The Spruce / Almar Creative

  4. Rinse and Dry

    Rinse the metal well with water and dry it thoroughly with a soft, microfiber cloth. Repeat the process or try another cleaner if any rust remains.

    Clean rag wiping off rust from metal scraper

    The Spruce / Almar Creative

How to Remove Rust With a Lemon Juice Paste

  1. Make a Paste

    Mix two parts borax or baking soda and one part lemon juice in a small bowl to form a paste. The paste should be easily spreadable but not too runny. You may need to adjust the proportions of the ingredients.

    Lemon juice squeezed and mixed with baking soda for paste

    The Spruce / Almar Creative

  2. Apply the Paste

    Use a sponge to thickly apply the paste to the rust, and let it sit for at least 30 minutes. If the paste begins to dry out, spritz it with a bit of water to hydrate it. If there is a large area of rust, mix more paste.

    Clean rag applying paste to rusty metal scraper

    The Spruce / Almar Creative

  3. Scrub the Rusty Area

    Use a brush to scrub the rusted metal. The scrubbing will help lift the rust from the surface. If any rust remains, repeat the steps.

    Old toothbrush scrubbing paste into rust on metal scraper

    The Spruce / Almar Creative

  4. Rinse and Dry

    Rinse the item well and dry completely before using or returning the item to storage.

    Microfiber cloth drying metal scraper after rinsing paste

    The Spruce / Almar Creative

How to Remove Rust With Baking Soda and a Potato

Potatoes contain oxalic acid, a common ingredient in commercial rust removers. When a potato is combined with a gentle abrasive, it can be an effective natural rust remover.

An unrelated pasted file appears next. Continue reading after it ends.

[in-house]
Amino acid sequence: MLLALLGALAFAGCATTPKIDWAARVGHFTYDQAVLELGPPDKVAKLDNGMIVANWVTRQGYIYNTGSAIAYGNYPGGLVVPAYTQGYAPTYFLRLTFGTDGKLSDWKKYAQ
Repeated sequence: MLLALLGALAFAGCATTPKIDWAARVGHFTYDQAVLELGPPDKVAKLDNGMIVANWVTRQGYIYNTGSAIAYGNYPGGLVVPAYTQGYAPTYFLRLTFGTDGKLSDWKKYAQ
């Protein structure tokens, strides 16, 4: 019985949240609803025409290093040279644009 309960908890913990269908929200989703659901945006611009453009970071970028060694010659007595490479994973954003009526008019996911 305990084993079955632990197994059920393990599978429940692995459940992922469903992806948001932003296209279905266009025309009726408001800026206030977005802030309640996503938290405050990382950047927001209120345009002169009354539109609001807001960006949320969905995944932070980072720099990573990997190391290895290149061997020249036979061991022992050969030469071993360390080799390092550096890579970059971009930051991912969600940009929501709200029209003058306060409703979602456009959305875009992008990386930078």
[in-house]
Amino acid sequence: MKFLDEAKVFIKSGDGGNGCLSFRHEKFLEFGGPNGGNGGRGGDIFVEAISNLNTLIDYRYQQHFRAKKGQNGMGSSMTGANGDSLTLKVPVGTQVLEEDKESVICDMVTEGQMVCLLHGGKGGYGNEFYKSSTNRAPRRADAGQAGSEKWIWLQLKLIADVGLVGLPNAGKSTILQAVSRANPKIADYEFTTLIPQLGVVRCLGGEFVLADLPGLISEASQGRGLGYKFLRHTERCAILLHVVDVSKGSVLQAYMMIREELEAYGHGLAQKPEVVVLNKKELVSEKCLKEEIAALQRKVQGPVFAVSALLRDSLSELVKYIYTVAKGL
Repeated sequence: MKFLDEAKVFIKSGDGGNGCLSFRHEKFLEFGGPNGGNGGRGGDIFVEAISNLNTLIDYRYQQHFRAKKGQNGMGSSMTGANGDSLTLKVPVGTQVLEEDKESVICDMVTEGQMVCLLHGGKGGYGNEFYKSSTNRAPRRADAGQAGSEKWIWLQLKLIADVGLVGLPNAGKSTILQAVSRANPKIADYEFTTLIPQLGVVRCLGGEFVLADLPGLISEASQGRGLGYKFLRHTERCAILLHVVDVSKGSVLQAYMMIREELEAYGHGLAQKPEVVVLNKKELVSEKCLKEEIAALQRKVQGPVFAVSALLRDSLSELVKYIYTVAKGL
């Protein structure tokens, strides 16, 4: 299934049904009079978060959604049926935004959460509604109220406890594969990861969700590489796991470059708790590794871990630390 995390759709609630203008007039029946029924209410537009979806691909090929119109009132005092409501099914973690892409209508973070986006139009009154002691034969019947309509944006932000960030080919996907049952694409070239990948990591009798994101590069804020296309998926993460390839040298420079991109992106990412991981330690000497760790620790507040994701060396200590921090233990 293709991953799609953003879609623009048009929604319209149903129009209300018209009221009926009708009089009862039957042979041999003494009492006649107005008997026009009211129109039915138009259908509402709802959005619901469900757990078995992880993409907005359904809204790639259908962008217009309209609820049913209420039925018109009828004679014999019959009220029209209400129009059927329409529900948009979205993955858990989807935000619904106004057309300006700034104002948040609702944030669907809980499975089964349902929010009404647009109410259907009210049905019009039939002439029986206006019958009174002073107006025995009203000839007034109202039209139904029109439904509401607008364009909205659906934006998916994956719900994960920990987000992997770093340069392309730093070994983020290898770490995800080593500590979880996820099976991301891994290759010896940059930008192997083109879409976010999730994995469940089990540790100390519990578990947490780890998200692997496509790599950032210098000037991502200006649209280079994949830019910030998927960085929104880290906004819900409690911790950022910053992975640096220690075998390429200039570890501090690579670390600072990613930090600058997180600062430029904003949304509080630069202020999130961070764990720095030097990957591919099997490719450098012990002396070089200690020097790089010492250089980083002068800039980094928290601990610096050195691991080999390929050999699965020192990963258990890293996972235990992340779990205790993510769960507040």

1. Prepare the Potato

    Slice the potato in half, and sprinkle the cut side with salt or baking soda.

    Baking soda sprinkled on potato half

    The Spruce / Almar Creative

  2. Rub the Potato on Rust

    Rub the cut side of the potato over the rusted area. Add more salt or baking soda to act as an abrasive as you scrub the rusty spots.

    Tip

    If you have rusty spots on your kitchen knives, plunge them into a potato and let them sit for at least a few hours. When you pull the knives out of the potato, the rust should wipe right off.

    Potato rubbed on rust with baking soda

    The Spruce / Almar Creative

  3. Rinse and Dry

    Rinse the object with water and dry thoroughly. If rust stains remain, try another method of removal.

    Metal scraper rinsed and dried with microfiber cloth

    The Spruce / Almar Creative

Originally written by
Erin Huffstetler
Erin Huffstetler is a frugal living expert who has been writing for over 10 years about easy ways to save money at home. She's covered money-saving advice and tricks for numerous publications, including The Wall Street Journal, The New York Times, and Forbes, among others. She is the owner of "My Frugal Home," a money-saving, frugal living how-to guide.
Learn more about The Spruce's Editorial Process
Article Sources
The Spruce uses only high-quality sources, including peer-reviewed studies, to support the facts within our articles. Read our editorial process to learn more about how we fact-check and keep our content accurate, reliable, and trustworthy.
  1. Selection and Use of Home Cleaning Products. New Mexico State University.